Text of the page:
When we went back to the vets on the Monday for a check up we saw a different and more experienced vet, who took Yuffie's bloods to make sure that her sodium level had returned to normal and to check her kidney and liver function. She confirmed that it was likely to have been water intoxication. Luckily there was no long term damage, I know that lots of dogs have not been so lucky.

Water intoxication, we now know, is not widely covered in veterinary textbooks so if you do suspect that your dog has water intoxication it is definitely worth suggesting that to your vet, especially if you have seen your dog ingesting water. 

The second time

The second time this happened to Yuffie was just this past weekend. We take our dogs for walks next to the river frequently and they play and swim and Yuffie digs the shallow water so we are used to our dogs' tolerance with water. We concluded that last year's intoxication event was a one-off and had happened because Yuffie was frustrated when she was asked not to dig and play in the water.

However, a whole year later, this past weekend, we dropped the dogs off at a friends house whilst we popped to visit my grandma for a cuppa. Our friend had filled up a pool for the dogs and as we left they were all going in and out of it a little but not hugely interested, so we thought nothing of it. 

However, when we returned Yuffie was trying to dig in the pool and as it had a soft plastic bottom our friend was asking her not to do it. She barked at the pool and whined in frustration quite a lot but mostly lay at Gabs feet or played tug with the other dogs. It was only as we were enjoying a meal al fresco that we noticed Yuffie drinking from the pool and not stopping. Gabs pulled her away and asked her to lie down. A little while later when everyone was engrossed in conversation we again noticed that Yuffie had gotten up and was at the pool's edge drinking the water and squealing at it because she wanted to get in and dig and play. Noticing this obsessive behaviour we asked her to lie down with us and Gabs put her on the lead to prevent any further drinking whilst we were socialising.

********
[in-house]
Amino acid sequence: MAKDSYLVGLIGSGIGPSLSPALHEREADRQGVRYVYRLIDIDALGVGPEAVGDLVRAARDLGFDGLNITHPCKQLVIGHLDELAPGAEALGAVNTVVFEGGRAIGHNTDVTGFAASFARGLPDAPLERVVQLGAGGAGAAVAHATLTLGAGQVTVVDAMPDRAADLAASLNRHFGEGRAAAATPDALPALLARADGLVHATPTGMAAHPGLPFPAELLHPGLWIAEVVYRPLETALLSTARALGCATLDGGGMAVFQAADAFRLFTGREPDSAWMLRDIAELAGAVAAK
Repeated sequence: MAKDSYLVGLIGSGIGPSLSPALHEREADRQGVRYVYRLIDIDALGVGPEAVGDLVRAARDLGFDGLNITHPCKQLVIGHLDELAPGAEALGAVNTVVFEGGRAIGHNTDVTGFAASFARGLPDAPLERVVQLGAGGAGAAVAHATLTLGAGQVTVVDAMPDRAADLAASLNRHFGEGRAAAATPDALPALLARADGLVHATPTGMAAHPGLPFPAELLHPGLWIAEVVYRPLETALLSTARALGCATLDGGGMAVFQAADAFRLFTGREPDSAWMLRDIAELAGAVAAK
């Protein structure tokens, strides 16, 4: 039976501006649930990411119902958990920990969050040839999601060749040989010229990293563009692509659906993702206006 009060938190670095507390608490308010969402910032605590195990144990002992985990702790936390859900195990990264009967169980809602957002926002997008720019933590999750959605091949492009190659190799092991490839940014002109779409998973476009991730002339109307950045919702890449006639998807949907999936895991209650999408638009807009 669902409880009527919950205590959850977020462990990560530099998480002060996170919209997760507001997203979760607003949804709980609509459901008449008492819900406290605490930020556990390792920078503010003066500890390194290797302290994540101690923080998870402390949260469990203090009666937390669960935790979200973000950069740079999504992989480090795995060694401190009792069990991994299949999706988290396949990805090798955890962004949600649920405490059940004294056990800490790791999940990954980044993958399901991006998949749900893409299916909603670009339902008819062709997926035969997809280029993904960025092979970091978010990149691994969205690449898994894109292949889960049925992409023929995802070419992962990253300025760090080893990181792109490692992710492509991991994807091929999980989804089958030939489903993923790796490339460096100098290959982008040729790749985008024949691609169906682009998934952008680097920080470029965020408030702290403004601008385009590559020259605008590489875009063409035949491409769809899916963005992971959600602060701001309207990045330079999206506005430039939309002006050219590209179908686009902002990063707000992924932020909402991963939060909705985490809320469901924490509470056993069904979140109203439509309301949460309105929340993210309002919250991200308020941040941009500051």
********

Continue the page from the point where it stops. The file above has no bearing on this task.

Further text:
Unfortunately Yuffie had obviously already drunk much more than we had realised as she began to shake and whine and her eyes glazed over. Again it happened within minutes and she was otherwise completely normal until she suddenly wasn't. We encouraged her to be sick as she was urging and she was violently sick with lots of water coming out. She then wet herself and the amount of water that came out was very alarming.

Luckily this time Yuffie recovered much quicker and did not require any veterinary attention, we were in contact with another friend who is a qualified vet who told us to monitor her through the night and bring her in immediately if she declined again but thankfully that didn't happen. 

These terrifying events have made us aware that this could happen again if we don't monitor her with water much more stringently in the future. We were very lucky that Yuffie didn't have any lasting damage to her brain or central nervous system, many dogs have sadly not been as lucky, and we will not take that for granted again.

Yuffie was 6 years old the first time this happened so I'd urge you to be aware of water intoxication as it could happen to any dog, of any age, at any time. 

Familiarise yourself...

Familiarise yourself with the symptoms listed at the beginning of this page to keep your furry friend safe and contact a vet if you are at all concerned,


If you liked this article please let us know so that I can continue to provide content that you find useful :)


Thank you for reading,


Hatti x


*Disclaimer* We are not vets and our advice cannot be used as a substitute for a trained professional. If in doubt, ALWAYS contact your veterinary practice.